August 2020
Season of Creation

Did you know that September 1-October 4 is designated the Season of Creation by the World Council of Churches? Also, the Jewish High Holy Days happen in September, including the celebration of the new year on Rosh Hoshanah. One aspect of Rosh Hoshanah is the new cycle of reading the Torah (Pentateuch: Genesis through Deuteronomy), which begins with creation. Planting a tree to mark the new year is a common practice. Additionally, the week of Sukkot, the Feast of Tabernacles, occurs this year from October 2-9, and this is time for remembering the wilderness wandering by living outside in temporary shelters.
Celebrate the Season of Creation with us on October 4 (a virtual event via Zoom). Through EMO's Oregon Interfaith Power & Light (OIPL), we will be hosting an interfaith time of worship and community building. October 4 is St. Francis of Assisi's feast day, so we will learn about his concern for creation, as well as hearing about the creation oriented practices in this part of the Jewish calendar. We will also spend time getting to know others around Oregon who are interested in creation justice. You will learn about EMO / OIPL's upcoming launch of regional Circles. Register now.

You are encouraged to also host Season of Creation events with your congregation or green team. These could be virtual events where you learn or organize around creation justice policies, or socially distanced outdoor events where you spend time outside. Perhaps you could weed and care for your faith community's land, or go for a hike together (with masks). You could read and reflect on passages of scripture that relate to creation. The World Council of Churches offers a Jubilee for the Earth 2020 celebration guide with ideas and resources.
Cherice Bock
Creation Justice Advocate
Ecumenical Ministries of Oregon
Oregon Interfaith Power & Light
Creation Justice Webinars
Our fourth creation justice webinar on September 2 at 7 p.m. will feature Randy Woodley, PhD, of Eloheh Center for Earth Justice. He is also a faculty member and director of intercultural and Indigenous studies at Portland Seminary.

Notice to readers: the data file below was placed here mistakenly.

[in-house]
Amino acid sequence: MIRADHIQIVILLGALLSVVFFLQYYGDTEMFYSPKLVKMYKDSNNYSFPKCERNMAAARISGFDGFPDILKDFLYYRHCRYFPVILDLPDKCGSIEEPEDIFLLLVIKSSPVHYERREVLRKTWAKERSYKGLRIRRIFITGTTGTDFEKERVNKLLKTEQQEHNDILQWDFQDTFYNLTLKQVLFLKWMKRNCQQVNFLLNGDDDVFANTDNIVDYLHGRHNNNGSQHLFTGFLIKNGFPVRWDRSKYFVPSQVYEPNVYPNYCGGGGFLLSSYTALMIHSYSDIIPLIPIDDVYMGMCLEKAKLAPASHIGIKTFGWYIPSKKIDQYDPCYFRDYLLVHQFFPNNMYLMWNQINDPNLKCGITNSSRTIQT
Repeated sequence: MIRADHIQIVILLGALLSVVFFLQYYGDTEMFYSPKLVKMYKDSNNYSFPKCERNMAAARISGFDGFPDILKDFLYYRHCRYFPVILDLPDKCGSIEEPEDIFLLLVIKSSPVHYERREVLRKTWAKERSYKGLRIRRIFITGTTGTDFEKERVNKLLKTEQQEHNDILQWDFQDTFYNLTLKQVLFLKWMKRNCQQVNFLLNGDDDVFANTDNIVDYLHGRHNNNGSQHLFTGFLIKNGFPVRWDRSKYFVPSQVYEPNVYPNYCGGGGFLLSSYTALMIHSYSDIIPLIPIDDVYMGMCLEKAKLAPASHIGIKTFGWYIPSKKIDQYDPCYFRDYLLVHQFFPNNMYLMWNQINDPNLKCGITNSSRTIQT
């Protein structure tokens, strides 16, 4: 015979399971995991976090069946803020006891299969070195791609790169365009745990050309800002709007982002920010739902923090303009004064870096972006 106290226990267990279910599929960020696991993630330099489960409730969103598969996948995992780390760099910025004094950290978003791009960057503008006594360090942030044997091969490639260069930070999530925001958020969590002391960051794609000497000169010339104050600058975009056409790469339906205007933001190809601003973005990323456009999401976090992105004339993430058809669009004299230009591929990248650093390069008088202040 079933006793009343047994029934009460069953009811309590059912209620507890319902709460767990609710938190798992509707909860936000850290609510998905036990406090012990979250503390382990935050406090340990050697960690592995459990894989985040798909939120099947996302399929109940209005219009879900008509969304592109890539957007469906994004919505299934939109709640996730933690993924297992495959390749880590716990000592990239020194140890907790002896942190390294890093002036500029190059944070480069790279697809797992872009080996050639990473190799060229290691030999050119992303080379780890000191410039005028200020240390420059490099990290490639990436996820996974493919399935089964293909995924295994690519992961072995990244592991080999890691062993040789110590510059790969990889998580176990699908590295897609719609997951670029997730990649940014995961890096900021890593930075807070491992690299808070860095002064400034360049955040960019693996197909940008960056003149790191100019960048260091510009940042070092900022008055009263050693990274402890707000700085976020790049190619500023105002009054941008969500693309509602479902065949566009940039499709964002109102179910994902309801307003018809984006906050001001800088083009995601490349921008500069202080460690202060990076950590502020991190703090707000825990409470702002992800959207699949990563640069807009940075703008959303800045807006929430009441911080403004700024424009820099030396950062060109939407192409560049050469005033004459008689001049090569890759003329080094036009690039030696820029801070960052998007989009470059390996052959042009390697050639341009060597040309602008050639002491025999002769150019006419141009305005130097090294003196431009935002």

Randy and Edith Woodley run Eloheh Center for Earth Justice, where they teach Native and non-Native peoples to deepen their commitment to preserving humanity’s role as good earth-keepers by understanding Creator’s invitation to harmony and shalom. Through summits, camps, ceremony, conferences and teachings, the Woodleys offer an opportunity for all to learn a new way to live on the land and respond to the climate crisis. They also have a farm and a seed business, serving as an incubator for Indigenous entrepreneurship and innovation and a model for cooperative and sustainable living. 

Through our webinar series this summer, we are learning about some of Oregon's environmental justice concerns and the organizations working on them. Mark your calendars for the next three events:

Three webinars have already happened, and you can watch the recordings, or learn more about the organizations by following the links. Visit our website to see all the registration and recording links.

Just Vote: EMO's Oregon Interfaith Power & Light and EcoFaith Recovery
EcoFaith Recovery and EMO's Oregon Interfaith Power & Light (OIPL) are teaming up to offer training and support for faith climate justice voters. Between now and November, join with IPL chapters all over the country to help register people to vote, encourage everyone to vote for climate justice, and educate ourselves and one another about climate and environment-related policies.

Check out the resources available at the Just Vote website, and sign up to participate in gatherings on the first, third and fifth Thursday mornings from August to November.
August action:

  1. Check your voter registration.
  2. Register or update your registration, if needed. (Deadline for voter registration is October 13.)
  3. Ask three friends: make sure voting-age members of your household and friends who care about creation are registered to vote, and share the above links with them.
  4. See the Just Vote website for more action ideas.
Welcome Aaron Salzman, Climate Advocacy Associate
Aaron Salzman joins us for 2020-2021 through the Jesuit Volunteer Corps
Hello! My name is Aaron Salzman, and I just started at EMO as the Climate Advocacy Associate. I’ll be promoting climate-related legislation at the state level. I am joining EMO through Jesuit Volunteer Corps Northwest, a Catholic volunteer program dedicated to spirituality, simple living, community, and social and ecological justice.